Because soft forks in the underlying digital currency blockchains do not result in new currencies (and thus no airdrops of new tokens), investors need not worry about potential tax impacts if a token they are holding undergoes a soft fork.

Crypto Exchanges

Cryptocurrencies are also increasingly being traded on a growing number of secondary exchanges—where investors can purchase Bitcoin, Ethereum, and other cryptocurrencies—ultimately subjecting them to both the IRS’s new tax rules and developments in the underlying blockchains.

These exchanges allow investors to trade cryptocurrencies, as well as accept tokens as payment for transactions. Some of the more popular crypto exchanges include Coinbase, Kraken, and Shapeshift.

Additionally, a number of other online investing platforms (like Robinhood) have either added crypto trading functionality or announced they would soon enable it for their members.

Of particular importance to investors using these exchanges to trade in cryptocurrencies is the IRS’s ruling that any aiardrops not supported by the exchange used by the investor (and as a result not received in his or her digital wallet) would not result in a tax obligation. However, if at some point the exchange adds the new currency to its trading platform and the airdrop is received into an investor’s digital wallet, the airdrop then becomes a taxable asset.

Where Do You Report Cryptocurrency Income?

The IRS asks the following question prominently in the attached draft of 2019 Form 1040, Schedule 1, Additional Income and Adjustments to Income: “At any time during 2019, did you receive, sell, send, exchange, or otherwise acquire any financial interest in any virtual currency?”  Be on the lookout for the final usable version of this form in early 2020.

Other Items to Note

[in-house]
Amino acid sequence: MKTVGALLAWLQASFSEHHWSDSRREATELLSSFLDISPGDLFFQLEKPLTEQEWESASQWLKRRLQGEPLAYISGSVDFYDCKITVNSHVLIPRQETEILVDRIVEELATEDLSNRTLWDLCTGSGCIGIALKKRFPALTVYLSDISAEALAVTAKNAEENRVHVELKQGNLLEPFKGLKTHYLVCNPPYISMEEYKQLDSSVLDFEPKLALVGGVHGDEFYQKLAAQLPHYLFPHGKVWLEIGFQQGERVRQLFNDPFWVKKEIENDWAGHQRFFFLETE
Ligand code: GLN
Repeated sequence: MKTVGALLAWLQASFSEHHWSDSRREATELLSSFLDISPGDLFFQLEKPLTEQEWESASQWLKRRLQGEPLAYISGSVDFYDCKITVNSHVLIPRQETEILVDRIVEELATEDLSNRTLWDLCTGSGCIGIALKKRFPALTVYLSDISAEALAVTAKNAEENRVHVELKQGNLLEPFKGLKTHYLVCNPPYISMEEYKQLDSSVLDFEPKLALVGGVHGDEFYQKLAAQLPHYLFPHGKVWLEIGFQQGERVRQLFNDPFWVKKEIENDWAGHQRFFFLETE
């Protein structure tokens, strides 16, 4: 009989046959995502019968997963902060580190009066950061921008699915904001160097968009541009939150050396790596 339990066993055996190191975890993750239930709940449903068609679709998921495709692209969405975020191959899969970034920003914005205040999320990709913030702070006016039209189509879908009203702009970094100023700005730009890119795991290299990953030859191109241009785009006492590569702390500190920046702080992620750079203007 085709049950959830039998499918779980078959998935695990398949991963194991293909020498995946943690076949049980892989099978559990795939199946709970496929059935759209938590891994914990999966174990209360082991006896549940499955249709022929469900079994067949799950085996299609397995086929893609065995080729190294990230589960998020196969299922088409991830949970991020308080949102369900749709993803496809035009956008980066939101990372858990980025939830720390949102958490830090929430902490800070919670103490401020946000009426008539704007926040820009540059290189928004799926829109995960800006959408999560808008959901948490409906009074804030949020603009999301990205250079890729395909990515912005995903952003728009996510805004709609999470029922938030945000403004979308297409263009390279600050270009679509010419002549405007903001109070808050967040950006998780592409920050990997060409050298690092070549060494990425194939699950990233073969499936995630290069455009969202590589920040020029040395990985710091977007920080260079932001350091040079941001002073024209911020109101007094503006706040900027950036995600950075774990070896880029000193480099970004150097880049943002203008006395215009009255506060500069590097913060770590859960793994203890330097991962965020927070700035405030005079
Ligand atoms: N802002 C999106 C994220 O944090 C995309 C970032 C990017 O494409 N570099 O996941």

One significant consequence for early adopters of cryptocurrency as a payment method results from the IRS ruling stating that any purchases made with a crypto asset in previous years must be reclassified and taxed as a capital asset sale.

The IRS also announced on July 26, 2019 that it has begun sending letters to owners of cryptocurrency who may have failed to report crypto assets, or done so incorrectly, advising them to pay back taxes. This is in addition to the agency’s previously-launched compliance education campaign aimed at helping crypto asset holders navigate their tax obligations.

As one of the most knowledgeable and well-connected tax & accounting professionals in the world, Harvey Bezozi's mission as a CPA and CFP ® is to provide concierge-level work product and service, along with seamless communication, high energy, and a super-positive attitude. Located in Boca Raton, Florida, Bezozi has been in business since 1994, and serves clients in all 50 states and internationally. More information can be found at YourFinancialWizard.com

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Under current tax law, property and investments are generally considered capital assets, meaning the IRS views cryptocurrencies as essentially an investment asset and not as a legitimate currency and exchange medium.
irs, crypto, investors, tax
Monday, 09 December 2019 02:00 PM